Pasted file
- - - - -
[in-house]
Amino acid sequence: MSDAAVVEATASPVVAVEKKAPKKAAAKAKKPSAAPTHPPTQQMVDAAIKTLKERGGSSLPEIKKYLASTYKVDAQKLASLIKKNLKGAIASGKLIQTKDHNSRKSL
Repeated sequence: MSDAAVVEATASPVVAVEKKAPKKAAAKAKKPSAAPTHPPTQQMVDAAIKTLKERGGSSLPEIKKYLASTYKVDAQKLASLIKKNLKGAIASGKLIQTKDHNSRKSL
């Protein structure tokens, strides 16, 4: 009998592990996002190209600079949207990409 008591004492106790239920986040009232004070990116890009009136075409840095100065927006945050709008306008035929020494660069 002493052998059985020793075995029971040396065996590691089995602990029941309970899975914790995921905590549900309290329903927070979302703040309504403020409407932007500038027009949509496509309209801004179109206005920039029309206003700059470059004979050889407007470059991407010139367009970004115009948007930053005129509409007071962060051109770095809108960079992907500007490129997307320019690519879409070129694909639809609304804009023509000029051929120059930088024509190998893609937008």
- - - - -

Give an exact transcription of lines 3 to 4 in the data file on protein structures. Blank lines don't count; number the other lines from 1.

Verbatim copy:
Repeated sequence: MSDAAVVEATASPVVAVEKKAPKKAAAKAKKPSAAPTHPPTQQMVDAAIKTLKERGGSSLPEIKKYLASTYKVDAQKLASLIKKNLKGAIASGKLIQTKDHNSRKSL
């Protein structure tokens, strides 16, 4: 009998592990996002190209600079949207990409 008591004492106790239920986040009232004070990116890009009136075409840095100065927006945050709008306008035929020494660069 002493052998059985020793075995029971040396065996590691089995602990029941309970899975914790995921905590549900309290329903927070979302703040309504403020409407932007500038027009949509496509309209801004179109206005920039029309206003700059470059004979050889407007470059991407010139367009970004115009948007930053005129509409007071962060051109770095809108960079992907500007490129997307320019690519879409070129694909639809609304804009023509000029051929120059930088024509190998893609937008």